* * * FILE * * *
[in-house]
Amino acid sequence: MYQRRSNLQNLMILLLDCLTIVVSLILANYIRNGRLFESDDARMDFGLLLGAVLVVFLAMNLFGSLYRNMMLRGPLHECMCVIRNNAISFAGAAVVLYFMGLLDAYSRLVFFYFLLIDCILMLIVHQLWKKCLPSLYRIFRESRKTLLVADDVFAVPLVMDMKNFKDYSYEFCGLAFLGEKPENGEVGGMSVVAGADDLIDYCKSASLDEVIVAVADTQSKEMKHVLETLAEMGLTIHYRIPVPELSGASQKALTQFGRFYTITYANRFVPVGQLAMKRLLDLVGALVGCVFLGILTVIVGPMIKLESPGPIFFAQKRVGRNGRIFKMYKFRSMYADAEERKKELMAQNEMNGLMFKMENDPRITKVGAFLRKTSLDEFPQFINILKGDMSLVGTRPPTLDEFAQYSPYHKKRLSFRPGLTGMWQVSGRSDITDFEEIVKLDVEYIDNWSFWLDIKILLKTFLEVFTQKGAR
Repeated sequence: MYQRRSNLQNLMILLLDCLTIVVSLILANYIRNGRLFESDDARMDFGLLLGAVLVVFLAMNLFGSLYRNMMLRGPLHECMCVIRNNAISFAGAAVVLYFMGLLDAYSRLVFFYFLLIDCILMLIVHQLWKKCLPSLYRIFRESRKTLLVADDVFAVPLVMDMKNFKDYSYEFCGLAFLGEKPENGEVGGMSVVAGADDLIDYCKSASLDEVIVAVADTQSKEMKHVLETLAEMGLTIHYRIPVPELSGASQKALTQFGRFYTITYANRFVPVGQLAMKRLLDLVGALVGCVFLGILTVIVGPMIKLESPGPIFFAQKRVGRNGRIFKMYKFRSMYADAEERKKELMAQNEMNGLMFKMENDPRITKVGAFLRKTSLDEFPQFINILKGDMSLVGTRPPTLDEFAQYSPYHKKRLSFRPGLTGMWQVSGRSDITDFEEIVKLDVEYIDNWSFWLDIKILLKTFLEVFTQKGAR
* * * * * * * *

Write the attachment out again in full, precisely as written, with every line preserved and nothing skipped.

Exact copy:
[in-house]
Amino acid sequence: MYQRRSNLQNLMILLLDCLTIVVSLILANYIRNGRLFESDDARMDFGLLLGAVLVVFLAMNLFGSLYRNMMLRGPLHECMCVIRNNAISFAGAAVVLYFMGLLDAYSRLVFFYFLLIDCILMLIVHQLWKKCLPSLYRIFRESRKTLLVADDVFAVPLVMDMKNFKDYSYEFCGLAFLGEKPENGEVGGMSVVAGADDLIDYCKSASLDEVIVAVADTQSKEMKHVLETLAEMGLTIHYRIPVPELSGASQKALTQFGRFYTITYANRFVPVGQLAMKRLLDLVGALVGCVFLGILTVIVGPMIKLESPGPIFFAQKRVGRNGRIFKMYKFRSMYADAEERKKELMAQNEMNGLMFKMENDPRITKVGAFLRKTSLDEFPQFINILKGDMSLVGTRPPTLDEFAQYSPYHKKRLSFRPGLTGMWQVSGRSDITDFEEIVKLDVEYIDNWSFWLDIKILLKTFLEVFTQKGAR
Repeated sequence: MYQRRSNLQNLMILLLDCLTIVVSLILANYIRNGRLFESDDARMDFGLLLGAVLVVFLAMNLFGSLYRNMMLRGPLHECMCVIRNNAISFAGAAVVLYFMGLLDAYSRLVFFYFLLIDCILMLIVHQLWKKCLPSLYRIFRESRKTLLVADDVFAVPLVMDMKNFKDYSYEFCGLAFLGEKPENGEVGGMSVVAGADDLIDYCKSASLDEVIVAVADTQSKEMKHVLETLAEMGLTIHYRIPVPELSGASQKALTQFGRFYTITYANRFVPVGQLAMKRLLDLVGALVGCVFLGILTVIVGPMIKLESPGPIFFAQKRVGRNGRIFKMYKFRSMYADAEERKKELMAQNEMNGLMFKMENDPRITKVGAFLRKTSLDEFPQFINILKGDMSLVGTRPPTLDEFAQYSPYHKKRLSFRPGLTGMWQVSGRSDITDFEEIVKLDVEYIDNWSFWLDIKILLKTFLEVFTQKGAR